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I've been reading 'How the Hippies saved Physics', which describes a design for a superluminal communication device, of which the crucial part was a laser which duplicated an incoming photon many times. The reason this won't work is what is now known as the no-cloning theorem - a quantum state can't be duplicated in this way. It may appear that a laser can do this, but it can't.

The thing is that I have vague memories of reading that when the laser was first talked about, it was claimed that quantum theory forbade such a device. What I'd like to know is whether there were such claims, and if so were they based on the idea that a laser would duplicate a quantum state.

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up vote 5 down vote accepted

Yeah, Neils Bohr and John Von Neumann were skeptics:

Many prominent physicists thought it could not even work, based on their knowledge of physical principles. In quantum mechanics, the uncertainty principle developed by Einstein, says that the energy (and therefore the frequency, by E=hv) of a photon can't be known to great precision in a short time. In masers, photons last for a very short time. Therefore, no less than Neils Bohr and John von Neumann thought it couldn't work, even after it had been created. The solution to this apparent paradox is that, though the photons all have the same frequency and direction, which atoms do the emitting and when remains unknown. The emitting atoms maintain an anonymity that avoids uncertainty >violation.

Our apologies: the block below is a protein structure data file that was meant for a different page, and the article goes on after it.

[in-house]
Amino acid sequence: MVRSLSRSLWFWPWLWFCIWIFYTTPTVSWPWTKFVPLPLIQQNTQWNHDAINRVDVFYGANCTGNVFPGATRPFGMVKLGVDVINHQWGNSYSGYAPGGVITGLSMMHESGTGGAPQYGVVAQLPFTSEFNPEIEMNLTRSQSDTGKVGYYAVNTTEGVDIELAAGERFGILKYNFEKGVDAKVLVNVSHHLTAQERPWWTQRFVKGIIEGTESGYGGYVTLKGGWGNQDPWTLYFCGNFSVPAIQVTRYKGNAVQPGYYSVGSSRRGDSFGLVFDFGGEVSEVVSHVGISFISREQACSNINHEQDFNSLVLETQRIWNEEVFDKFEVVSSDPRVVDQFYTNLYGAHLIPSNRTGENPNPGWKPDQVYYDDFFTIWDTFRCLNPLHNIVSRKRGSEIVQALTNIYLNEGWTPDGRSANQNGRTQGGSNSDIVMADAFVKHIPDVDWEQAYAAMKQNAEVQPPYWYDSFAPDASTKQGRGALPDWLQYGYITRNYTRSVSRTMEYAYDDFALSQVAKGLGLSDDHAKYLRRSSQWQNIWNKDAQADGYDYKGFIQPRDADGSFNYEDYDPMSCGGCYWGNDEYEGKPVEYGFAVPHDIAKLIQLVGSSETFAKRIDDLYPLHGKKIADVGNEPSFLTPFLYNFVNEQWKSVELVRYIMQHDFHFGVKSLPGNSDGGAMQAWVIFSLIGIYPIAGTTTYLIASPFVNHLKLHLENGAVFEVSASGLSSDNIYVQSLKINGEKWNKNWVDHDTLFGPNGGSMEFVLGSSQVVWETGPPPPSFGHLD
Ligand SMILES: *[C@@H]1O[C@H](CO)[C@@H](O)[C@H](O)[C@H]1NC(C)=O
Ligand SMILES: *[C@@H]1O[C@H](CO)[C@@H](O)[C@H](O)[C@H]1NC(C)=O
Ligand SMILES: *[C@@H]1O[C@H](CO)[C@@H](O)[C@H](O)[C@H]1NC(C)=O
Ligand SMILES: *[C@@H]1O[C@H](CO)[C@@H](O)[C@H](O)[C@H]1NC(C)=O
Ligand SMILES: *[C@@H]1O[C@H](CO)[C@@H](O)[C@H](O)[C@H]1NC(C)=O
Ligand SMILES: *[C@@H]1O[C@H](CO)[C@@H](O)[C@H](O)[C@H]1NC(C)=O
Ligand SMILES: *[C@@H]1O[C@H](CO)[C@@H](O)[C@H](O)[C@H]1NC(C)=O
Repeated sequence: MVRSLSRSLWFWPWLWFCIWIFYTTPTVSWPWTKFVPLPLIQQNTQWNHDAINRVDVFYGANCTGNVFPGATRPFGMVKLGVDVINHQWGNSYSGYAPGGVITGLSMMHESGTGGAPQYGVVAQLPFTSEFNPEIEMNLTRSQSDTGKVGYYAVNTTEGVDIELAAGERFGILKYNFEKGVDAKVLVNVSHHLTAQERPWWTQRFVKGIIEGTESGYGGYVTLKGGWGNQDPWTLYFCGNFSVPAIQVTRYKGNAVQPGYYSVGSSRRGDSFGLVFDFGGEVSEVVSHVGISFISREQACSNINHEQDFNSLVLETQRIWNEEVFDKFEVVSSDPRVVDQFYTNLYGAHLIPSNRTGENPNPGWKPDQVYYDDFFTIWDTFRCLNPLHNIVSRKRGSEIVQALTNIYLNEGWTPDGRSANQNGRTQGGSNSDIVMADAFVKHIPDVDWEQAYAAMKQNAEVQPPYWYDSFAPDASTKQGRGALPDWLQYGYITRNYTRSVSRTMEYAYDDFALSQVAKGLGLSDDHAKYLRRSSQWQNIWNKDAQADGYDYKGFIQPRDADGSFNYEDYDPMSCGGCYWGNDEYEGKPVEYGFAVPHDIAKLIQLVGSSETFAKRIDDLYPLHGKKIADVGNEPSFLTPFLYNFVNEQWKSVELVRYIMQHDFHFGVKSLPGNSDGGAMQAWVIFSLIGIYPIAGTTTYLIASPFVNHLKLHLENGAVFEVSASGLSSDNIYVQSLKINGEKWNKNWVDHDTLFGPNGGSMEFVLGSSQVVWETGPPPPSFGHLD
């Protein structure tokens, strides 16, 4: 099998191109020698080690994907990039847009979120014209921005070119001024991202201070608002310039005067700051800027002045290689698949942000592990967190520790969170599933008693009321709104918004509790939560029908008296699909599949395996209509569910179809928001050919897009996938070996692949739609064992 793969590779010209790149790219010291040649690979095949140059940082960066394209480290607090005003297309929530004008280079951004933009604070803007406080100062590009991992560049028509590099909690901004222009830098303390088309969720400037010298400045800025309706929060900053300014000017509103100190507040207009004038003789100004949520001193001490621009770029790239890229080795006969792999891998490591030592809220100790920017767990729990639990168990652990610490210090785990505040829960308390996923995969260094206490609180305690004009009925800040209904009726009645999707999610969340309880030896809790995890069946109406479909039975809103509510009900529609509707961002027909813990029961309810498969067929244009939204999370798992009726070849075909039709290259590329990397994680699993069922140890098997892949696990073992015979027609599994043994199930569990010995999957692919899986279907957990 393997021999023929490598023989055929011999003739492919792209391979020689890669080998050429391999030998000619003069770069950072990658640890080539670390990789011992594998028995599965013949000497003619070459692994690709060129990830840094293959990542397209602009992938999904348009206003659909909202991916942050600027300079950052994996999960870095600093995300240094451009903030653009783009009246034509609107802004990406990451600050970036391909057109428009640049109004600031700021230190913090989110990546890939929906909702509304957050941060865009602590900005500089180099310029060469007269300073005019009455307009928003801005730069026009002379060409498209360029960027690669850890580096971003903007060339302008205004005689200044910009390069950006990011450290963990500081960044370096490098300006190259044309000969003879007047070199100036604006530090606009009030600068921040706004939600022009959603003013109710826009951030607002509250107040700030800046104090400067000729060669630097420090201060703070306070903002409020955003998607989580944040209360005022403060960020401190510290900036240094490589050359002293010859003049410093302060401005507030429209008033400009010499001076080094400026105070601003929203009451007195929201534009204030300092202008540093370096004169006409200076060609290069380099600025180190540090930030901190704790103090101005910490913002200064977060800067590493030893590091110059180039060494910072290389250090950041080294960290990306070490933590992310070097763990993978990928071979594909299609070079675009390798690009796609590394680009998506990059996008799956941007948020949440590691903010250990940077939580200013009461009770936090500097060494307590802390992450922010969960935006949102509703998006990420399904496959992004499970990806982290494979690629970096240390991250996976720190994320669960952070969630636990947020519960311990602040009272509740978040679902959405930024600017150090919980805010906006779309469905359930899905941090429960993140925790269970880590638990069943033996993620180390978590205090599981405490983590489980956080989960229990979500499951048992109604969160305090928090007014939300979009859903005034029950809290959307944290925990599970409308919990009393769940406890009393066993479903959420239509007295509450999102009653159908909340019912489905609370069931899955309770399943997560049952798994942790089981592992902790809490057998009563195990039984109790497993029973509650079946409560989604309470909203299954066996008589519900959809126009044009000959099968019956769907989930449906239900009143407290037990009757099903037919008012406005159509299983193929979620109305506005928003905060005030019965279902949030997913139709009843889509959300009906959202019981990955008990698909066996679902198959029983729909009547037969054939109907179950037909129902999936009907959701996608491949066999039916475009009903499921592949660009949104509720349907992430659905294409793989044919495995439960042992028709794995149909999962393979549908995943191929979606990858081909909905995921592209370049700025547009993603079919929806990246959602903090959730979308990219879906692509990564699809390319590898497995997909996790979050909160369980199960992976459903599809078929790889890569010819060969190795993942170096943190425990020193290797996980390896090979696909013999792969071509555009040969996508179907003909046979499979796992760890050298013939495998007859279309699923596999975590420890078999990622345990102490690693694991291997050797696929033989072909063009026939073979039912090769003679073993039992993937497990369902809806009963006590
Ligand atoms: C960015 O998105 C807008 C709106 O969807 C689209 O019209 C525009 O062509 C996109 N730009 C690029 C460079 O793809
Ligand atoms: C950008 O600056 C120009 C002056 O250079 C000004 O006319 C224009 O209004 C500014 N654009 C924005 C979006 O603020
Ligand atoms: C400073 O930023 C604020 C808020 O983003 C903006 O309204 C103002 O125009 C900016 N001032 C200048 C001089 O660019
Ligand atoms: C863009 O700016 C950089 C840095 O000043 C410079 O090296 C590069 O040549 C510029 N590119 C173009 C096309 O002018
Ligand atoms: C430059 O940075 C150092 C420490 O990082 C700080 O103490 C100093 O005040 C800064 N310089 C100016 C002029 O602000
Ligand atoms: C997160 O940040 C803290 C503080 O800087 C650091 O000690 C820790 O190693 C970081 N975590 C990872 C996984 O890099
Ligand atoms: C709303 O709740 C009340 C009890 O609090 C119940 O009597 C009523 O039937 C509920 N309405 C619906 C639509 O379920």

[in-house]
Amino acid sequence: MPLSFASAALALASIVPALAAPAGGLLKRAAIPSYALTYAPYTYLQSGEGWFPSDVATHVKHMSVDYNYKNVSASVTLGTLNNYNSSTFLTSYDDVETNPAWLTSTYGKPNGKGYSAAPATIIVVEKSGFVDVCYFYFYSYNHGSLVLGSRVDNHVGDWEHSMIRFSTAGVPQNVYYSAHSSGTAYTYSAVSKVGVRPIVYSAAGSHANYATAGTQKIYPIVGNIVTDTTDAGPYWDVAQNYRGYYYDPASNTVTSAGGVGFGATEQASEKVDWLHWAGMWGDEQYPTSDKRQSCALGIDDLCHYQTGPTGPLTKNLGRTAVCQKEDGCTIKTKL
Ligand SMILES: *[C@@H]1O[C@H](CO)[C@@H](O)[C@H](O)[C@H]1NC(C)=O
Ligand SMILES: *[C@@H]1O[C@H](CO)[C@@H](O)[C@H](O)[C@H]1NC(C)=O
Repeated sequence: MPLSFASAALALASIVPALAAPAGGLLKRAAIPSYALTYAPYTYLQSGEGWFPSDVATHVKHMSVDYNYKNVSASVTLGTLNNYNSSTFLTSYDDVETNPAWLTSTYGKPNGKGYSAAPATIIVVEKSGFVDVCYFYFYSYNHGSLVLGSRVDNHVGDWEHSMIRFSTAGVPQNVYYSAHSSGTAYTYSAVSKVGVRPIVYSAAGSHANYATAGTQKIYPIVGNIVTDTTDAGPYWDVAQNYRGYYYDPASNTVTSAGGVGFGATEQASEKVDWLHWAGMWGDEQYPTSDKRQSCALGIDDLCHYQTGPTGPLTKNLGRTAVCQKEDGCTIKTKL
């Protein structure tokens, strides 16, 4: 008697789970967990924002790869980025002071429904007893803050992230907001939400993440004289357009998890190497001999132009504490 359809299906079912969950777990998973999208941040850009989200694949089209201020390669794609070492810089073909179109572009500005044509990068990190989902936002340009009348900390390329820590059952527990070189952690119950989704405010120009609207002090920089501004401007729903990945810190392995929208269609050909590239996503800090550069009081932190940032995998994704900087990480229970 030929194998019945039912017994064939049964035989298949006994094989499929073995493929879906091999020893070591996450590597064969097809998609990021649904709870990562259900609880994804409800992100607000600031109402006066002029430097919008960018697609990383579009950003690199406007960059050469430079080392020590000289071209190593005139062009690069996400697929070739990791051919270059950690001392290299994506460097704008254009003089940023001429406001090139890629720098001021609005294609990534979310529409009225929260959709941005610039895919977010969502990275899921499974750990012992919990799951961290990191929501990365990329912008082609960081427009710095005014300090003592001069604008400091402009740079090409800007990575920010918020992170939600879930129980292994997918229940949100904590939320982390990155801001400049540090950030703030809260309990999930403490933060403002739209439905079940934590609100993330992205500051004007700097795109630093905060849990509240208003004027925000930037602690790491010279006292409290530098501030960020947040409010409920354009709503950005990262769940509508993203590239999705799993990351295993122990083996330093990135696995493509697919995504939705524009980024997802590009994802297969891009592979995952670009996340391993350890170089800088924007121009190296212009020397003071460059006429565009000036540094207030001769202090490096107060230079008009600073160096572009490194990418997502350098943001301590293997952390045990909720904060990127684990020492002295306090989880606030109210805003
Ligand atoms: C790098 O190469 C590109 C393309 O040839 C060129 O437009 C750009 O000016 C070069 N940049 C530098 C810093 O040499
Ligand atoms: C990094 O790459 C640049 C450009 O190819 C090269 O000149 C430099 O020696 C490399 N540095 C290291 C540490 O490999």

Read more: Why Was the Laser Light Invented? |

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I would only add that the story is told in full in book "How the Laser Happened: Adventures of a Scientist" by Charles Hard Townes (who received the Nobel Prize in Physics in 1964 for "for fundamental work in the field of quantum electronics, which has led to the construction of oscillators and amplifiers based on the maser-laser principle"). – Leos Ondra May 9 '12 at 19:42

As far as I know, initially, the main requirement for lasing was population inversion. It can easily be shown that this is not possible for a pure two (energy )level system. I suppose this is what you are referring to.

However, since then, using quantum interference in multi-level systems, one can have lasing without inversion. LWI in atomic vapor. A laser does not duplicate a quantum state nor am I aware of any such device that can do this.

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I wonder why was it downvoted. I can see a point in not voting it up (comparing with the accepted answer), but not in downvoting. – Yrogirg Aug 13 '12 at 10:19

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